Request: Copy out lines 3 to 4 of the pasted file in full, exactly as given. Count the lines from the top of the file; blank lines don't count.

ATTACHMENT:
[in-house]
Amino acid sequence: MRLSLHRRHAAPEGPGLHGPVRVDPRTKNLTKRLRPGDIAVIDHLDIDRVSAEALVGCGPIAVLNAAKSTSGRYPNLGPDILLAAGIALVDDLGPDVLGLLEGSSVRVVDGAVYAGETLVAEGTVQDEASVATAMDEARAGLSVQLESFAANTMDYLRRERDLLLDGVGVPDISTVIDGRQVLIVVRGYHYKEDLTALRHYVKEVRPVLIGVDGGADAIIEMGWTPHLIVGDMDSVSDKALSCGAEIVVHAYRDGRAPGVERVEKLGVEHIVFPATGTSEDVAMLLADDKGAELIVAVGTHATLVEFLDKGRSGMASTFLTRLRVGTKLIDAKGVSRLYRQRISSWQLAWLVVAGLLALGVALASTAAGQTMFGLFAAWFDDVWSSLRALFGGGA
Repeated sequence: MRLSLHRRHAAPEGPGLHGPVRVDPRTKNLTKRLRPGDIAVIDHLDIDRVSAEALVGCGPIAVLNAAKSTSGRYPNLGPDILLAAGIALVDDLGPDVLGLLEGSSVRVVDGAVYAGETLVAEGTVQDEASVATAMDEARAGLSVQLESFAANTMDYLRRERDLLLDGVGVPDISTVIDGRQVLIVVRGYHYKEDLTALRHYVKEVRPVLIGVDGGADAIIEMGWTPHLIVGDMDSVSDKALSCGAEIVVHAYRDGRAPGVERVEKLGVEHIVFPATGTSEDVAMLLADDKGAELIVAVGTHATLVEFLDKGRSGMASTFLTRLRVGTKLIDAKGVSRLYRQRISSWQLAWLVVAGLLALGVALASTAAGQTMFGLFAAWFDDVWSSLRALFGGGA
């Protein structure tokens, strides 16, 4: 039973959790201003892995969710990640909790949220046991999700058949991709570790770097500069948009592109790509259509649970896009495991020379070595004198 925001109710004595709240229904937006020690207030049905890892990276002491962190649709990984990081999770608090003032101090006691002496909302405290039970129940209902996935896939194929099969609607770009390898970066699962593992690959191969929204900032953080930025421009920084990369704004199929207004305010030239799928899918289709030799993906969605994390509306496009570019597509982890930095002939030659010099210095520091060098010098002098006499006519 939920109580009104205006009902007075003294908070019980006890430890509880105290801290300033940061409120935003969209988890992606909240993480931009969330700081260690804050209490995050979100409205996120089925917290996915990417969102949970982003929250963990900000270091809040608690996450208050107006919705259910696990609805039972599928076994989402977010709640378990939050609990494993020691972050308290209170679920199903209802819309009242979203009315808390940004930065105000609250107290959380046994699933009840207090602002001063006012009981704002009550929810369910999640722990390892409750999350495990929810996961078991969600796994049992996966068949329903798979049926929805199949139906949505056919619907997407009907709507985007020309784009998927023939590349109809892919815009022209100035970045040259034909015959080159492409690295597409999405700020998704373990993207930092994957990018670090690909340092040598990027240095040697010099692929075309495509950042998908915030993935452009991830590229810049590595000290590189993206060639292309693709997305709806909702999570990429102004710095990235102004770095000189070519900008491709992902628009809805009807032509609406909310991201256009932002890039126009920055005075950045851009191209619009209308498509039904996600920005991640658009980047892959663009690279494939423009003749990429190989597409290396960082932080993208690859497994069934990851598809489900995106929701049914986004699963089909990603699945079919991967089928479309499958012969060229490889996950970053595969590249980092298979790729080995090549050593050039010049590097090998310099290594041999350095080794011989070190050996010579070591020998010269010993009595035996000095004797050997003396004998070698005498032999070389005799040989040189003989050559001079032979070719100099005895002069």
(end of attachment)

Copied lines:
Repeated sequence: MRLSLHRRHAAPEGPGLHGPVRVDPRTKNLTKRLRPGDIAVIDHLDIDRVSAEALVGCGPIAVLNAAKSTSGRYPNLGPDILLAAGIALVDDLGPDVLGLLEGSSVRVVDGAVYAGETLVAEGTVQDEASVATAMDEARAGLSVQLESFAANTMDYLRRERDLLLDGVGVPDISTVIDGRQVLIVVRGYHYKEDLTALRHYVKEVRPVLIGVDGGADAIIEMGWTPHLIVGDMDSVSDKALSCGAEIVVHAYRDGRAPGVERVEKLGVEHIVFPATGTSEDVAMLLADDKGAELIVAVGTHATLVEFLDKGRSGMASTFLTRLRVGTKLIDAKGVSRLYRQRISSWQLAWLVVAGLLALGVALASTAAGQTMFGLFAAWFDDVWSSLRALFGGGA
């Protein structure tokens, strides 16, 4: 039973959790201003892995969710990640909790949220046991999700058949991709570790770097500069948009592109790509259509649970896009495991020379070595004198 925001109710004595709240229904937006020690207030049905890892990276002491962190649709990984990081999770608090003032101090006691002496909302405290039970129940209902996935896939194929099969609607770009390898970066699962593992690959191969929204900032953080930025421009920084990369704004199929207004305010030239799928899918289709030799993906969605994390509306496009570019597509982890930095002939030659010099210095520091060098010098002098006499006519 939920109580009104205006009902007075003294908070019980006890430890509880105290801290300033940061409120935003969209988890992606909240993480931009969330700081260690804050209490995050979100409205996120089925917290996915990417969102949970982003929250963990900000270091809040608690996450208050107006919705259910696990609805039972599928076994989402977010709640378990939050609990494993020691972050308290209170679920199903209802819309009242979203009315808390940004930065105000609250107290959380046994699933009840207090602002001063006012009981704002009550929810369910999640722990390892409750999350495990929810996961078991969600796994049992996966068949329903798979049926929805199949139906949505056919619907997407009907709507985007020309784009998927023939590349109809892919815009022209100035970045040259034909015959080159492409690295597409999405700020998704373990993207930092994957990018670090690909340092040598990027240095040697010099692929075309495509950042998908915030993935452009991830590229810049590595000290590189993206060639292309693709997305709806909702999570990429102004710095990235102004770095000189070519900008491709992902628009809805009807032509609406909310991201256009932002890039126009920055005075950045851009191209619009209308498509039904996600920005991640658009980047892959663009690279494939423009003749990429190989597409290396960082932080993208690859497994069934990851598809489900995106929701049914986004699963089909990603699945079919991967089928479309499958012969060229490889996950970053595969590249980092298979790729080995090549050593050039010049590097090998310099290594041999350095080794011989070190050996010579070591020998010269010993009595035996000095004797050997003396004998070698005498032999070389005799040989040189003989050559001079032979070719100099005895002069």